loading page

The association between nocturia, hormonal symptoms and bladder parameters in women: an observational study.
  • +3
  • Wendy Bower,
  • Georgie Rose,
  • David Whishaw,
  • Claire Ervin,
  • Audrey Wang,
  • Kate Moore
Wendy Bower
The Royal Melbourne Hospital
Author Profile
Georgie Rose
Melbourne Health
Author Profile
David Whishaw
The Royal Melbourne Hospital
Author Profile
Claire Ervin
Melbourne Health
Author Profile
Audrey Wang
Westmead Hospital
Author Profile
Kate Moore
St George Hospital
Author Profile

Abstract

Objective Post-menopausal nocturia is poorly understood. This study aimed to identify hormonal and lifestyle factors associated with nocturia and to understand the relative contribution of altered urine production and bladder storage dysfunction in women. Design, setting, population and methods Women ≥40 years presenting to public continence services were enrolled in a cross-sectional study. 153 participants completed a hormone status questionnaire, a validated nocturia causality screening tool and a 3-day bladder diary. Descriptive statistics and logistic regression models for nocturia severity and bladder diary parameters were computed. Results Overall, 91.5 % reported nocturia, 55% ≥2 /night. There was a difference of 167.5 mL (p<0.001) in nocturnal urine volume between women with nocturia ≥2 (median 736mL) vs less often (517mL). Significant predictors of self-reported disruptive nocturia were age (OR 1.04, 95%CI 1.002-1.073) and vitamin D supplementation (OR 2.33, 95%CI 1.11-4.91). Nocturnal polyuria was significantly more common with nocturia ≥2 compared to less often (p<0.002). 150 minutes of exercise per week was protective for nocturnal polyuria (OR 0.22, p=0.001). Nocturia index >1.3 was significantly predicted by age (OR 1.07, p<0.001), regular exercise (OR 0.41, p=0.036), day flushes (OR 4.00, p=0.013) and use of Vitamin D (OR 2.34, p=0.043). Maximum voided volumes were significantly lower with nocturia≥2 vs less often (night: 268ml vs 350mL; day: 200mL vs 290mL). Conclusions Bothersome nocturia in post-menopausal women is associated with changes to both nocturnal diuresis and bladder storage. Regular physical activity, prolapse reduction and oestrogen replacement may be adjunctive in managing bothersome nocturia in women.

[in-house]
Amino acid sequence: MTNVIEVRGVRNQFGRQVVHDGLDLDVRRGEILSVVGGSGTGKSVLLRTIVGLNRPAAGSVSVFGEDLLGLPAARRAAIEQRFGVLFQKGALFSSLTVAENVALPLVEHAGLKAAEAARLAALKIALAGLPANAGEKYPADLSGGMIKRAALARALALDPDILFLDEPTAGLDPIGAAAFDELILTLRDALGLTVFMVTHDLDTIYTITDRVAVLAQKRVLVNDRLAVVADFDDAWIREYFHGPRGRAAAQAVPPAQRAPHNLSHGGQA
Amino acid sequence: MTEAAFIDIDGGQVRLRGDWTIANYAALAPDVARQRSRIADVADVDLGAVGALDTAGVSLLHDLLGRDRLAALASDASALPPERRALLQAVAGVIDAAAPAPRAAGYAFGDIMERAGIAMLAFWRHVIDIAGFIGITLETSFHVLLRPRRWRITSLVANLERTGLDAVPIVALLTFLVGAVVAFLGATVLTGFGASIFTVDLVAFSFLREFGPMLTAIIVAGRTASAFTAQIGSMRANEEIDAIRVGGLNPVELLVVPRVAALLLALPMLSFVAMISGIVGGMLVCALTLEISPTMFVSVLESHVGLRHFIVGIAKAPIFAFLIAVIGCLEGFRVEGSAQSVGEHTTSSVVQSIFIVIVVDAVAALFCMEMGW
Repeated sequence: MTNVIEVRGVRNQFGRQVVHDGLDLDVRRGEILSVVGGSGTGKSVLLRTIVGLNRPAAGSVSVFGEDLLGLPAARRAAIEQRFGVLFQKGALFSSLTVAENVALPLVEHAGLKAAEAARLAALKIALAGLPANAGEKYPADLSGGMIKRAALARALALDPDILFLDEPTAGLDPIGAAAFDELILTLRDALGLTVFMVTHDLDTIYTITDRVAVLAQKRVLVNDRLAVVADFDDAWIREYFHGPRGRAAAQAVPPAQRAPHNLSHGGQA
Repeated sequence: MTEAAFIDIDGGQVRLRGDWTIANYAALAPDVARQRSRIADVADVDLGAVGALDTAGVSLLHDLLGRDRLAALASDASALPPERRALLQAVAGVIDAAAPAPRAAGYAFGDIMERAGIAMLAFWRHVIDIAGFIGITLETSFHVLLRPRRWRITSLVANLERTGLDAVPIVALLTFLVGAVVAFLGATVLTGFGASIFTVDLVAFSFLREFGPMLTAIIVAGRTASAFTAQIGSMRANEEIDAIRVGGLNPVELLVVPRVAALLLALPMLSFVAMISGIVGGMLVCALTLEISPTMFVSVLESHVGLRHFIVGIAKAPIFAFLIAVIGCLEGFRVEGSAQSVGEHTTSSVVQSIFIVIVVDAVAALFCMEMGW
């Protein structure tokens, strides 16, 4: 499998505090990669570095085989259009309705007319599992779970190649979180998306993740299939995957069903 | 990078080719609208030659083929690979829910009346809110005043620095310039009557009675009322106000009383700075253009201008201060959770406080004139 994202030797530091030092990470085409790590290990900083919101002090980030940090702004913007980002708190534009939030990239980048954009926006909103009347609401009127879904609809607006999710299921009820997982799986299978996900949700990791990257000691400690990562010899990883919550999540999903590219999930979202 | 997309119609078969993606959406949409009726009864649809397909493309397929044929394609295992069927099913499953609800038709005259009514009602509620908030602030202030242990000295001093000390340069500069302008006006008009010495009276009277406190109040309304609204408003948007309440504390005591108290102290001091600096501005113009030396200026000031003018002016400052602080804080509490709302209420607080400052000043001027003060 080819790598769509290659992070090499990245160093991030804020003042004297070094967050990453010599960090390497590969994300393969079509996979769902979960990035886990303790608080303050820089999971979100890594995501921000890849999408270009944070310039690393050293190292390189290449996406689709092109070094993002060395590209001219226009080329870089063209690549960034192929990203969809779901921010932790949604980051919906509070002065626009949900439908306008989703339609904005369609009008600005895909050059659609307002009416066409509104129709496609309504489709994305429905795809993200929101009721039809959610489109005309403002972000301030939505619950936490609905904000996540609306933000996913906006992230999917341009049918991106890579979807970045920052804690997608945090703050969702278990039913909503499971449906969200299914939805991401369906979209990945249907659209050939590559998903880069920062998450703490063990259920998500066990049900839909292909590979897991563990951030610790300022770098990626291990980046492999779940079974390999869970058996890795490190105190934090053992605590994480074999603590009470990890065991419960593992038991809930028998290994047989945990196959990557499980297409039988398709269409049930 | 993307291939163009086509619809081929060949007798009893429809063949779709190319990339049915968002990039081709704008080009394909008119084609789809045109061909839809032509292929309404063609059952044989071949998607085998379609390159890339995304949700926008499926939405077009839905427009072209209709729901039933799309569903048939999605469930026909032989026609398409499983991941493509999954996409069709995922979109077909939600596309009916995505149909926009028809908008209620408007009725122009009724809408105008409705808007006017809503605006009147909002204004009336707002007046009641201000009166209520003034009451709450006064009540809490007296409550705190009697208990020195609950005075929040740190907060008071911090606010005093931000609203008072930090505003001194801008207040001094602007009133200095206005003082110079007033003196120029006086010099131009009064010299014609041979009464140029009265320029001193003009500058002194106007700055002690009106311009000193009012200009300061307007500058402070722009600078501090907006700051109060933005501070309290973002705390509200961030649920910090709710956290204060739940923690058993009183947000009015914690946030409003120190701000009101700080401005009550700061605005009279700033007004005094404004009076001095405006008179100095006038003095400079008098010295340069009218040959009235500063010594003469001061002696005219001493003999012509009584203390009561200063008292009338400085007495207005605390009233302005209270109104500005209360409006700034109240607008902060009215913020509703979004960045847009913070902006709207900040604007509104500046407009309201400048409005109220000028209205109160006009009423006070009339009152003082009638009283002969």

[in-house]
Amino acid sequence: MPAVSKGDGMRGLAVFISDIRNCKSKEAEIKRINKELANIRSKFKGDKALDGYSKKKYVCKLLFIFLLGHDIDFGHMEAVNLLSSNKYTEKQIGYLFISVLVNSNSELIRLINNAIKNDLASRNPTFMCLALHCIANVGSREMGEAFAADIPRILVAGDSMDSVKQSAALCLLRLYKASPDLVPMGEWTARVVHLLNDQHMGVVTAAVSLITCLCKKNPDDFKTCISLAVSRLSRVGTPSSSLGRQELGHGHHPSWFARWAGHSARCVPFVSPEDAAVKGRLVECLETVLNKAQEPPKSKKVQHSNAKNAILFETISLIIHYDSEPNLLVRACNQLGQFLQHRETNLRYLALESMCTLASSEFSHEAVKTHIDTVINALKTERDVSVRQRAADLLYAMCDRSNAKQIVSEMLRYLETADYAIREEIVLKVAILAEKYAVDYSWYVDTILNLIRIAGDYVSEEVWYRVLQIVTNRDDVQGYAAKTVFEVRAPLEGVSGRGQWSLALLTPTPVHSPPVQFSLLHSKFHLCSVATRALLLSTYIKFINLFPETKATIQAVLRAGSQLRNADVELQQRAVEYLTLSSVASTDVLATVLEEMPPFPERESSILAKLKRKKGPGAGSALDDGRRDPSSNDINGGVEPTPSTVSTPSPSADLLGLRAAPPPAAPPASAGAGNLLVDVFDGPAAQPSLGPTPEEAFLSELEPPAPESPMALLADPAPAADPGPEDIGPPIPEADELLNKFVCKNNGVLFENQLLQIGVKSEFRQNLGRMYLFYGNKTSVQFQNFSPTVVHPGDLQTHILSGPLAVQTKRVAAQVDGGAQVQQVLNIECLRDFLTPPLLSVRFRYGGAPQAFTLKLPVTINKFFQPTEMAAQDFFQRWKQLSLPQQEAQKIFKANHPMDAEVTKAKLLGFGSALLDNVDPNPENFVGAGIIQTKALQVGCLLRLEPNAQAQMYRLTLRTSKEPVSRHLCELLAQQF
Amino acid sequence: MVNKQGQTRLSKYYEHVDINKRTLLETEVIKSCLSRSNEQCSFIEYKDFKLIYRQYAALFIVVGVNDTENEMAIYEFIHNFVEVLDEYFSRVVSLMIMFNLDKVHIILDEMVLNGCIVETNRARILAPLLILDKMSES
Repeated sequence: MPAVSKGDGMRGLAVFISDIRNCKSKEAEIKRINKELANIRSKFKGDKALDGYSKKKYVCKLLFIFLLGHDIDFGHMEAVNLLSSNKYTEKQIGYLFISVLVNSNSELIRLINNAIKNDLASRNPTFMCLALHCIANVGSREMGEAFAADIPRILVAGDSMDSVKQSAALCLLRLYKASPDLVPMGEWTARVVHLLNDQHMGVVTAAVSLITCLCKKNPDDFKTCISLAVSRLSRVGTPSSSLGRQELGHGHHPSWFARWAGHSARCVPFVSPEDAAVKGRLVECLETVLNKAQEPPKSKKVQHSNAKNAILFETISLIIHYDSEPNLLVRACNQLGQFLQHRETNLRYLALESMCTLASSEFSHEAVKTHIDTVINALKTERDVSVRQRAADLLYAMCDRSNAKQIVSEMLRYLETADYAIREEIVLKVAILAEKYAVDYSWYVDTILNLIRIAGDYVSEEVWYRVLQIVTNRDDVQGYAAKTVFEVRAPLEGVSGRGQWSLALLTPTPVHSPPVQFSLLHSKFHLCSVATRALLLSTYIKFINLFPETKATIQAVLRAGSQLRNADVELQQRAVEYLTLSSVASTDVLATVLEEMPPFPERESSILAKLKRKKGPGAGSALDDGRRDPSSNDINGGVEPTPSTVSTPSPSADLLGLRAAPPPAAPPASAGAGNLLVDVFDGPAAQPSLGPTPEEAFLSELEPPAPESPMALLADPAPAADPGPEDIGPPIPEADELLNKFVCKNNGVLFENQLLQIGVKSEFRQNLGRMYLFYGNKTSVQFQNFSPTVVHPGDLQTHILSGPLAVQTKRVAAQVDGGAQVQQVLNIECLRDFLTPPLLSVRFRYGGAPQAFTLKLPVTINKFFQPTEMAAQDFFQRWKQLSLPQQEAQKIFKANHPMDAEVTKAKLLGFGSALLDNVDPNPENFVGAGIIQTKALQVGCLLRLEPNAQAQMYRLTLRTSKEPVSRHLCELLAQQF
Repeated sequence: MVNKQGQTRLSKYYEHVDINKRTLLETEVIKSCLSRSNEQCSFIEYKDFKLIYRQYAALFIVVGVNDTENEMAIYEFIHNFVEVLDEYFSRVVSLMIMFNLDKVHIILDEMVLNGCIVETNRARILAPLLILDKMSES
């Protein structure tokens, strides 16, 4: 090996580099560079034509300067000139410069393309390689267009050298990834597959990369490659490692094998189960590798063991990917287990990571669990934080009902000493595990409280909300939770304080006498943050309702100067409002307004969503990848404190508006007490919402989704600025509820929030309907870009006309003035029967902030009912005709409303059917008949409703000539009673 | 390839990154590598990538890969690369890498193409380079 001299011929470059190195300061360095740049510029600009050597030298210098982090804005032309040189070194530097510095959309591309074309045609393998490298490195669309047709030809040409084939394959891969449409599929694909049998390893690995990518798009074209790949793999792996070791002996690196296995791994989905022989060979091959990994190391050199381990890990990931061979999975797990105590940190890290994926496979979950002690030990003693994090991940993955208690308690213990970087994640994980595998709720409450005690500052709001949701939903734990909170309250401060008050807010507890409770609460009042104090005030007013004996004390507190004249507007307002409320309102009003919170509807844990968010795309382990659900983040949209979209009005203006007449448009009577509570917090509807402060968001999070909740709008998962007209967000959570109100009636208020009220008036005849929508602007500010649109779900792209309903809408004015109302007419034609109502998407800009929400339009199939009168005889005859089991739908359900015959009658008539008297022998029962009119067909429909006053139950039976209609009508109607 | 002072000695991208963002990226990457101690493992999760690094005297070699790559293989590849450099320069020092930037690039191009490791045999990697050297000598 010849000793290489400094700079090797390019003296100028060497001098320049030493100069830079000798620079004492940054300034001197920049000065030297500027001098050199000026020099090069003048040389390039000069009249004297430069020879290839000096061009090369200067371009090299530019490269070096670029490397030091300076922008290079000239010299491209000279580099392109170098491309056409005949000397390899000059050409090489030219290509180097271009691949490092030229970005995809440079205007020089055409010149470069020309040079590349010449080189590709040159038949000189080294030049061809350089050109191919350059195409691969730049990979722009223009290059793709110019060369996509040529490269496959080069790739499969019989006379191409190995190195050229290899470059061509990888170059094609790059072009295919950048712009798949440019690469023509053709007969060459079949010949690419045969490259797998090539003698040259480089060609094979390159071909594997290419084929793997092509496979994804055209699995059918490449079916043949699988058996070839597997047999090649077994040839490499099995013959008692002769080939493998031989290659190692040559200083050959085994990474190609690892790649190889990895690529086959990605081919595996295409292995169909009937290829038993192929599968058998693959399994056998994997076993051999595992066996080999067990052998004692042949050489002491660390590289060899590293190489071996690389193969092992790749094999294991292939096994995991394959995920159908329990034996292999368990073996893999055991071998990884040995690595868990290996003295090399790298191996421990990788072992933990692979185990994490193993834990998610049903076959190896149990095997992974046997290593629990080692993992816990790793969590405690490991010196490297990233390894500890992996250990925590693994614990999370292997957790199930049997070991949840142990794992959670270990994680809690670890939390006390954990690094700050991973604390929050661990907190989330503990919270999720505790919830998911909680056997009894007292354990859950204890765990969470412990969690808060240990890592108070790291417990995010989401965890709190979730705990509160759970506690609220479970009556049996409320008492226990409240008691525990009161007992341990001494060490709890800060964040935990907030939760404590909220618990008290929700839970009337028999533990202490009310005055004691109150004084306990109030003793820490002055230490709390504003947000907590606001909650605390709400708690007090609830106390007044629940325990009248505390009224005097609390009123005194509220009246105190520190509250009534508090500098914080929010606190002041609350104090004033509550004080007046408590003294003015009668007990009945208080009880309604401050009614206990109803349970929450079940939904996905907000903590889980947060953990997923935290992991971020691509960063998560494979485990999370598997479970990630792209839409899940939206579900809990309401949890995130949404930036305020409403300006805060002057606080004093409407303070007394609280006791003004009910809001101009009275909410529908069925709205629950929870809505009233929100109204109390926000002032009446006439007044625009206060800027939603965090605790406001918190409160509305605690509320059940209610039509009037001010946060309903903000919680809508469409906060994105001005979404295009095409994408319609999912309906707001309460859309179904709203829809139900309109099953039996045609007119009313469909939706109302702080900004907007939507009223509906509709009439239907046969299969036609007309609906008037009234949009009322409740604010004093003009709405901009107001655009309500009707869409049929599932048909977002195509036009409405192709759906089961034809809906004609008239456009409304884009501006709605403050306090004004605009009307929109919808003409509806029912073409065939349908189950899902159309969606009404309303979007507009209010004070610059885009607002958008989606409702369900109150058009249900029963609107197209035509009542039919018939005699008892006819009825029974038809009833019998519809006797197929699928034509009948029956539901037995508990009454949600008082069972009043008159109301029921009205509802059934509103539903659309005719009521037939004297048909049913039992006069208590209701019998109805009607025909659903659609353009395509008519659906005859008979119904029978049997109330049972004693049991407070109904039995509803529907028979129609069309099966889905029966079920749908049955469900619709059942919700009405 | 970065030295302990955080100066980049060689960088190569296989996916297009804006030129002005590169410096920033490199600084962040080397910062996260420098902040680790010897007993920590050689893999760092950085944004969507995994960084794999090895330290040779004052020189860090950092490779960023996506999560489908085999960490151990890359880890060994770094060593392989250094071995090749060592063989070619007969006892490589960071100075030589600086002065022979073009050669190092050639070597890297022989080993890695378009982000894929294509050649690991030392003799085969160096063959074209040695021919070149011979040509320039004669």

Peer review status:UNDER REVIEW

20 Nov 2020Submitted to BJOG: An International Journal of Obstetrics and Gynaecology
26 Nov 2020Assigned to Editor
26 Nov 2020Submission Checks Completed
13 Dec 2020Reviewer(s) Assigned
23 Dec 2020Review(s) Completed, Editorial Evaluation Pending